Read the whole article -- it's not long -- and pay closer attention toward the end. A few other options are provided that should, or at least could, be considered.

Letting those who led us into this mess lead the way "out" is a violation of Einstein's law of sanity:

    Insanity: doing the same thing over and over again and expecting different results.
    Albert Einstein, (attributed)
    US (German-born) physicist (1879 - 1955)

Tax breaks for the rich and corporations, massive deregulation and a failure to conduct oversight -- all lessons learned after the 1929 fiasco and spurned by the GOP, particularly in recent years, have come back full circle now.

We are in the midst of a Republican-induced recession, heading toward worldwide depression if we don't take action, and the people who are driving the train are the same ones who engineered the derailment and have been attempting to keep it on the tracks until the next Administration was in place so they could offload the blame.

Don't fall for it.

Insist on a good plan, and loudly spurn the attempts to get the same parameters for tax cuts, deregulation, no oversight and no accountability. The current plan -- the rejected one -- had major flaws that even a bastard operator from hell could see; let's not be bipartisan on this.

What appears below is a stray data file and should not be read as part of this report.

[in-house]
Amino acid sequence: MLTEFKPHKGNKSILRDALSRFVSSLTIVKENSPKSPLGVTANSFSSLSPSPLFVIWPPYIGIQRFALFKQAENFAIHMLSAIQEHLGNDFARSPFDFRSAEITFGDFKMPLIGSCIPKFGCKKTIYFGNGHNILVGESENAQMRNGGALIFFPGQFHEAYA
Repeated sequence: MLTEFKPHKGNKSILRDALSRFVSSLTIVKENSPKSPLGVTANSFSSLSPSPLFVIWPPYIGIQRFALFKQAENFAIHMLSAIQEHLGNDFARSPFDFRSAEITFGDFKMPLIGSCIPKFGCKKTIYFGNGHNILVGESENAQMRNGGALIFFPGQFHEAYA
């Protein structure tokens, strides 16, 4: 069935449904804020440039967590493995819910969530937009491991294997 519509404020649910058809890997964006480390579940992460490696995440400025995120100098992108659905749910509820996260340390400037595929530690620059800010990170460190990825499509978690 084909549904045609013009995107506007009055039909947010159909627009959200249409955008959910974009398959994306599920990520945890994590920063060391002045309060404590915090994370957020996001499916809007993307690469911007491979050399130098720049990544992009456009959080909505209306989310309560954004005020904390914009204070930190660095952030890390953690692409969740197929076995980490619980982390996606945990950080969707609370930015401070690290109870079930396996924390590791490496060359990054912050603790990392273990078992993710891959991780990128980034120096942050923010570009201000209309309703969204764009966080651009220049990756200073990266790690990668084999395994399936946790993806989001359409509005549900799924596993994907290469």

Let's be responsible, instead.

Hat-tip pmeldrum via InTheseTimes.

Thank you.


Footnotes and Additional References

  1. Additional reference: here. And from the first link in the story above, here's a quick breakdown:
      cd: change directory
      chown: change ownership
      chmod: change permissions; chmod 777 gives everyone read, write and execute permissions. A minus sign removes the permissions.
      finger: displays information about a user; usage here was arbitrary, extraneous and unnecessary -- but funny. (I think.)
      exit: exactly what the Bush Administration and their co-collaborators are planning to do, before execution(s) and accountability take effect.
      >> /dev/null: direct any output to "device null" -- dump any paper or electronic space to the null void device instead of outputting to the monitor (hint: no oversight)
  2. Bastard Operator From Hell original source archive (one of many)
No votes yet


permission to execute? And here I thought I was living in a read-only world. :)

Nicely done!

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If it's true that our species is alone in the universe, then I'd have to say that the universe aimed rather low and settled for very little. ~ George Carlin

could be inferred there, going in any of several directions.

Command line economics and "bash" political theatre -- gotta love it.

(Er, ok -- I'm geeky.)

My ubuntu 8.04 says:

bash: mrktvalues: command not found

How many things are more funny than imagining GWB trying to use Linux?

Kill an economist for Karl

Kill an economist for Karl

then fill it with stuff.

    md mrkt.values
    cp * mrkt.values

That'll create it, then copy everything from the directory you're in into it.

Then the chmod -777 removes all permissions to it, so you can never see it or touch it again.


(of course, there may be a backdoor to it through the shadow copy of the file system)